This poignant tale falls into three episodes, each with a point to make.
(1) David prepares his forces for battle (vv. 1-5). While David musters the troops, the main point of this introduction is to make it transparently clear that he had nothing to do with the death of his son. David was not allowed to be present at the battle (v. 3) and pleads with Joab to "deal gently with my boy Absalom" (v. 5 in NJPS, my italics), displaying his fatherly love for his rebellious son (see v. 12).
(2) The forest battle (vv. 6-8). Forest and battle (vv. 6, 8) frame the scant account of the momentous battle for the rule of Israel. The text is relatively unconcerned with this outward set of circumstances, preferring to concentrate on the relationship between David and Absalom, despite the notice that David "won" (v. 7).
(3) The forest "devours" (see v. 8--the Hebrew root translated "claimed" actually means "devoured") Absalom (vv. 9-18). Symbolic representation abounds in this section besides the devouring of Absalom by the forest:
All of this comes to a climax in verses 32-33, where David's despair at the news of Absalom's death vastly outweighs what little joy he may have experienced at the news of his victory. Once again the king asks about "my boy" (v. 32 NJPS; see vv. 5, 12) and, upon hearing the news, goes into mourning with his heart-wrenching cries and self-imprecations.
5The king gave orders to Joab and Abishai and Ittai, saying, Deal gently for my sake with the young man Absalom. And all the people heard when the king gave orders to all the commanders concerning Absalom.
6 So the army went out into the field against Israel; and the battle was fought in the forest of Ephraim. 7The men of Israel were defeated there by the servants of David, and the slaughter there was great on that day, twenty thousand men. 8The battle spread over the face of all the country; and the forest claimed more victims that day than the sword.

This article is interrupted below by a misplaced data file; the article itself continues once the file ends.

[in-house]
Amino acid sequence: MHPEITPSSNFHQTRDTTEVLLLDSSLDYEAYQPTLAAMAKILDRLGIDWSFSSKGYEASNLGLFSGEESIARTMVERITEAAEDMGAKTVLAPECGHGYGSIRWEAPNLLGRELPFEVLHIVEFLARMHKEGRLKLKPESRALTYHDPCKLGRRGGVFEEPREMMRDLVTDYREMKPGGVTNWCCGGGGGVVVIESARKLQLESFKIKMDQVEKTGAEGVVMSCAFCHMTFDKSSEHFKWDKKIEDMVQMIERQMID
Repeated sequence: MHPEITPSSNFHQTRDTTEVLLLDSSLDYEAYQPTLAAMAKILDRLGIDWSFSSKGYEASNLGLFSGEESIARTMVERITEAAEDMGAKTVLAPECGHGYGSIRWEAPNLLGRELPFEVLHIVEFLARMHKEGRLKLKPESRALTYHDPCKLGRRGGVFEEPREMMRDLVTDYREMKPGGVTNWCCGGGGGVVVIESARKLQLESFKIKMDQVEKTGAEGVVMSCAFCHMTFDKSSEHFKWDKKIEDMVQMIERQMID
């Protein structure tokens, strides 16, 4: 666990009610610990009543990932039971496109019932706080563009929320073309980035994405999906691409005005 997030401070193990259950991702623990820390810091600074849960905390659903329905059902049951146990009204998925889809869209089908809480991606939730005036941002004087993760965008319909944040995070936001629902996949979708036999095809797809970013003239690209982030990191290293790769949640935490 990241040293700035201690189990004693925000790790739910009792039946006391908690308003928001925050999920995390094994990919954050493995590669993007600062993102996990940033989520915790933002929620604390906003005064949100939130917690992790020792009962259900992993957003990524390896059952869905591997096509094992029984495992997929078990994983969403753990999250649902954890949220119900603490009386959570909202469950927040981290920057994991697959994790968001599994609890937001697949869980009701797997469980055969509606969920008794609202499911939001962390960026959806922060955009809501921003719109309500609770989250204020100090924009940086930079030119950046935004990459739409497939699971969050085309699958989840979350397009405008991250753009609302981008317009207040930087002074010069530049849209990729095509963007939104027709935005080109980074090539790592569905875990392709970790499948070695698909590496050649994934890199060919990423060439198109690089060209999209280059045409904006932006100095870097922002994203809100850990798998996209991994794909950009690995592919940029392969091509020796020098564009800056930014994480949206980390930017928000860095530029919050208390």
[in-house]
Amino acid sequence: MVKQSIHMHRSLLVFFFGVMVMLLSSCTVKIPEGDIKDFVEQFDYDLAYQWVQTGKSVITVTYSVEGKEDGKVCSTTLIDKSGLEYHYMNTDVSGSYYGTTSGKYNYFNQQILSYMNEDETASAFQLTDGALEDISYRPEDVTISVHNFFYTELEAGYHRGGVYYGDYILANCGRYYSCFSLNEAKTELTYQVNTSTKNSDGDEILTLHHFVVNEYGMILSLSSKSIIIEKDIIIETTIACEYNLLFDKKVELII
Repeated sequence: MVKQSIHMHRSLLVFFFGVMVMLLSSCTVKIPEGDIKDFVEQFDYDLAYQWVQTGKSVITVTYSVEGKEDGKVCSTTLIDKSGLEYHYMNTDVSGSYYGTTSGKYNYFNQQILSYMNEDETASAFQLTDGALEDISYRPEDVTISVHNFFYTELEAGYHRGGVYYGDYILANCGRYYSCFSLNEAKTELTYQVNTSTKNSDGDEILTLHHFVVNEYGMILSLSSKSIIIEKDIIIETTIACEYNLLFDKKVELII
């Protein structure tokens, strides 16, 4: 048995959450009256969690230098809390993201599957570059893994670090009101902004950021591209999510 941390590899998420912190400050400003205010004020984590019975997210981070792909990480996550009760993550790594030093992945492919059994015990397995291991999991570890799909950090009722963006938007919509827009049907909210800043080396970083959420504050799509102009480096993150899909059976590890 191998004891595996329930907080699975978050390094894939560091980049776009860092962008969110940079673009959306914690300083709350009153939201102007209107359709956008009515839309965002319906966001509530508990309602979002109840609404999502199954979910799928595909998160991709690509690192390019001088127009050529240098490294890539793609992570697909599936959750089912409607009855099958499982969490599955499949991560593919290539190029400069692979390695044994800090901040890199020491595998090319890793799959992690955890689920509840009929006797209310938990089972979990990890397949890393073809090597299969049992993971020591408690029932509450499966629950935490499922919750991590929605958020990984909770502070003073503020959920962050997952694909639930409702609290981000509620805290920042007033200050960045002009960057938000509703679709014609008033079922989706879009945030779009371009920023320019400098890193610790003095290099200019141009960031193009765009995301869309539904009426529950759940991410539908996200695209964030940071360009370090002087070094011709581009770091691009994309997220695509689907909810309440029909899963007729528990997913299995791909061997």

9 Absalom happened to meet the servants of David. Absalom was riding on his mule, and the mule went under the thick branches of a great oak. His head caught fast in the oak, and he was left hanging* between heaven and earth, while the mule that was under him went on. 10A man saw it, and told Joab, I saw Absalom hanging in an oak. 11Joab said to the man who told him, What, you saw him! Why then did you not strike him there to the ground? I would have been glad to give you ten pieces of silver and a belt. 12But the man said to Joab, Even if I felt in my hand the weight of a thousand pieces of silver, I would not raise my hand against the kings son; for in our hearing the king commanded you and Abishai and Ittai, saying: For my sake protect the young man Absalom! 13On the other hand, if I had dealt treacherously against his life* (and there is nothing hidden from the king), then you yourself would have stood aloof. 14Joab said, I will not waste time like this with you. He took three spears in his hand, and thrust them into the heart of Absalom, while he was still alive in the oak. 15And ten young men, Joabs armour-bearers, surrounded Absalom and struck him, and killed him.